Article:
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E.C. McMullen Jr.
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E.C. McMullen Jr.
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Featuring comics by
E.C. McMullen Jr.
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JOSEPH CROSS, BRIANA EVIGAN,
"NINE KILLED YOU!
Grand Guignol comes from the France of the 1700s and the name represents a type of play that is simple in plot, revolving around a series of the most gruesome murders done in the most creative and fun loving way.
Samuel Z. Arkoff was a man who loved horror and the idea of a good scare so much, that nearly all we know today of the exploitation monster movie comes from him. Sure, there were other directors and producers scattered about who contributed to exploitative horror, but who was as prolific as Sam? He made 138 exploitation movies! What's even more incredible, he did it with actors who still had a career at the time they starred in his flicks!
Plus, through it all, Sam pulled it off with a demand for visual style.
At the time of THE ABOMINABLE DR. PHIBES release, Vincent Price had long thrown away his leading man career in exchange for leading roles in some of the best remembered Horror trash cinema and as a result, worked with the likes of William Castle, Peter Lorre, Boris Karloff, Basil Rathbone, and Roger Corman.
Vincent Price (THE FLY, THE HOUSE ON HAUNTED HILL, THE TOMB OF LIGEIA, THE FALL OF THE HOUSE OF USHER, THE LAST MAN ON EARTH, DR. PHIBES RISES AGAIN, EDWARD SCISSORHANDS) had the dashing good looks of any leading man today, but those handsome features were more inclined toward brooding darkness as his eyes had a natural cast that made them look out at the world with some kind of inner sadness, only to light up with surprising fire when he smiled. It was a devilish combination and it touched the soul of a small but significant number of women through the years and over 136 pictures, most of which cast him in a lead or pivotal role.
Pivotal is the keyword here as well for when Alice Cooper wanted to create his horror stage production of WELCOME TO MY NIGHTMARE, he had Vincent do the narration. When Michael Jackson wanted to do Monsters for his video THRILLER, he had Vincent Price do the narration.
In his lifetime, Vincent Price was the man. Low budget "Poverty Row" studios eroded Bela Lugosi's stature*, but when Vincent went cheap he did it with producers and directors who were hungry for their low budget movies to look as polished and visually appealing as expensive major studio productions.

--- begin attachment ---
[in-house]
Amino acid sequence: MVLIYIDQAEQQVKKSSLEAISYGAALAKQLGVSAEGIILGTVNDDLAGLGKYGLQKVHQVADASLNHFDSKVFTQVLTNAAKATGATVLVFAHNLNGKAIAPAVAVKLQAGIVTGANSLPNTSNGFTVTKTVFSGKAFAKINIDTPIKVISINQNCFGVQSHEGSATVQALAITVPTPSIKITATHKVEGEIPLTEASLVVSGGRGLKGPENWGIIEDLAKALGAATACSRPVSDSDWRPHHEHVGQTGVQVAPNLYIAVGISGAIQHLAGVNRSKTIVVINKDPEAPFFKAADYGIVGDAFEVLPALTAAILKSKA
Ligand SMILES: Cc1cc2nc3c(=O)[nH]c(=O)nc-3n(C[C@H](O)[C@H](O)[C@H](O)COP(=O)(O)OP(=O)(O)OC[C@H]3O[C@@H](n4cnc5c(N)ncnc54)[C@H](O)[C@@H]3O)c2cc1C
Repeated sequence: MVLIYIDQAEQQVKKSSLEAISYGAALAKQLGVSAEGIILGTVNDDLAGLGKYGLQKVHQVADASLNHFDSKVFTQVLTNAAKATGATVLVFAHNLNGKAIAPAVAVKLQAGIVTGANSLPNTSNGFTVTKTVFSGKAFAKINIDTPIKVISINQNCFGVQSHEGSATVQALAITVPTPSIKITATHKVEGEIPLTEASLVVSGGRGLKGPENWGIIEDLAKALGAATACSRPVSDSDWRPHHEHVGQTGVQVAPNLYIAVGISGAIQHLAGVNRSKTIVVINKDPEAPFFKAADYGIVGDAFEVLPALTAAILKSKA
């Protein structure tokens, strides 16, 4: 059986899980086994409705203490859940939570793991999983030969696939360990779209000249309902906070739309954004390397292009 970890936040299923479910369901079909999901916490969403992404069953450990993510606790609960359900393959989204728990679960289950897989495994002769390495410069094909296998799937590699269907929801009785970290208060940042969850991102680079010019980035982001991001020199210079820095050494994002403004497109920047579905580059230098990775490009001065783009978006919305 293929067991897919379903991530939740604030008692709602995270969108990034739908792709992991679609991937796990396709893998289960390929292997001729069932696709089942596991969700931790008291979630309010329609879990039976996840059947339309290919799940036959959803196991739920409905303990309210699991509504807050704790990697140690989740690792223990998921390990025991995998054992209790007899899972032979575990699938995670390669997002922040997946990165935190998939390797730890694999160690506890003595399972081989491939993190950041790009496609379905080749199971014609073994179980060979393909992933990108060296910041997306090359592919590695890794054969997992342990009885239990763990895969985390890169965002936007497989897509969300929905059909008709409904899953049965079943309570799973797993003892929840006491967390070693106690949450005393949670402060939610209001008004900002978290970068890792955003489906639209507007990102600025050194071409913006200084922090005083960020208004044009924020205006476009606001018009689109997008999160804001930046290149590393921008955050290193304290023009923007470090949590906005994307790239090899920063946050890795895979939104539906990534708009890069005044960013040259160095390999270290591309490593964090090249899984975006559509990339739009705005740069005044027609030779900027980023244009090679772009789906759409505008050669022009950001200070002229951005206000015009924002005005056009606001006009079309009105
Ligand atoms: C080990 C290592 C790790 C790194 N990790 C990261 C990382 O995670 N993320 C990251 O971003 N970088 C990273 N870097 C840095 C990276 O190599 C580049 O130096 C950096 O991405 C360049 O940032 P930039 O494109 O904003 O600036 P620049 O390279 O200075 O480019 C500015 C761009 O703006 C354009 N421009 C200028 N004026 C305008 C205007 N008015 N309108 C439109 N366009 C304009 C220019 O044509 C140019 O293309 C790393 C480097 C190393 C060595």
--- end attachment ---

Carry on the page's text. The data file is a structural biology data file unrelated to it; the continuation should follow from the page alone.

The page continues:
For the nerdish boys who loved horror, Vincent Price was their Hugh Hefner, and every kid wanted to grow up to be like him. I too, went through that phase.
The film weighs heavily on Vincent's shoulders as he is the man of mystery upon whom the entire movie turns. His Dr. Phibes is the tragic villain who is killing people, all doctors, each one in a different and creative way. It is up to Scotland yard to find out who is doing the murders and why.
As the audience, we know who the murderer is, and the ugly secret hidden behind his mask of an undamaged face. It is on the posters and in the trailers (briefly). The crowning moment of horror is supposed to come when Phibes pulls his mask off and we are treated to his hideously scarred features up close and personal on a giant movie screen.
This effect is squashed because both the movie posters of the time, the home video today, and even the opening credits clearly let us know what we are in for. Also, the TV screen doesn't lend itself to the terror so much, but the intricately twisted world of Dr. Phibes does.
As we follow him through his hidden house, doing his odd things (staring intently at the photo of his wife while cursing, dancing in a distant and insular way with his lovely mute assistant, yet never going farther than the dance) - we realize that his heart still belongs to his lovely dead wife, taken away from him by what he believes is the criminal incompetence of 9 doctors who failed to save her life after a car accident.
The music he listens to is provided by a clockwork robot band and are they ever creepy looking. The movie in its entirety is an homage, albeit a tongue in cheek one, to Gaston Leroux's magnificent novel PHANTOM OF THE OPERA.
Dr. Phibes is sensitive, sophisticated, and has created a mad world for himself that reflects his precise and clockwork inner mind. Nothing will stop him from his goal: to kill all nine doctors before joining his wife (Photos of Caroline Munro: DR. PHIBES RISES AGAIN, CAPTAIN KRONOS) in death.
Joseph Cotten (HUSH . . . HUSH SWEET CHARLOTTE, BARON BLOOD, SOYLENT GREEN) plays Dr. Vesalius, the one man who may be innocent in the death of Phibes wife. He, more than the other surgeons, tries to assist Inspector Trout (Peter Jeffrey: THE ODESSA FILE, DEADLY STRANGERS) of Scotland Yard in finding Phibes before he kills again.
Meanwhile Scotland Yard can only sit by and watch helplessly. Despite the fact that they continue to unravel the mystery of Dr. Phibes, it doesn't bring them any closer to where he is hiding.
Director Robert Fuest (DR. PHIBES RISES AGAIN, THE DEVIL'S RAIN) had a good eye for this classy bit of drollery. He honed it while directing Arkoff's early 60's TV show, The Avengers: A British show made by Americans. Go figure. Unfortunately, this was his last hurrah as movies he directed after sunk into a lost abyss.
THE ABOMINABLE DR. PHIBES is fascinating to watch, stylish, and with plenty of eye candy, bizarre plot turns, and murders that, in true Grand Guignol style are both gruesome and witty.
I give it an easy 4 Shriek Girls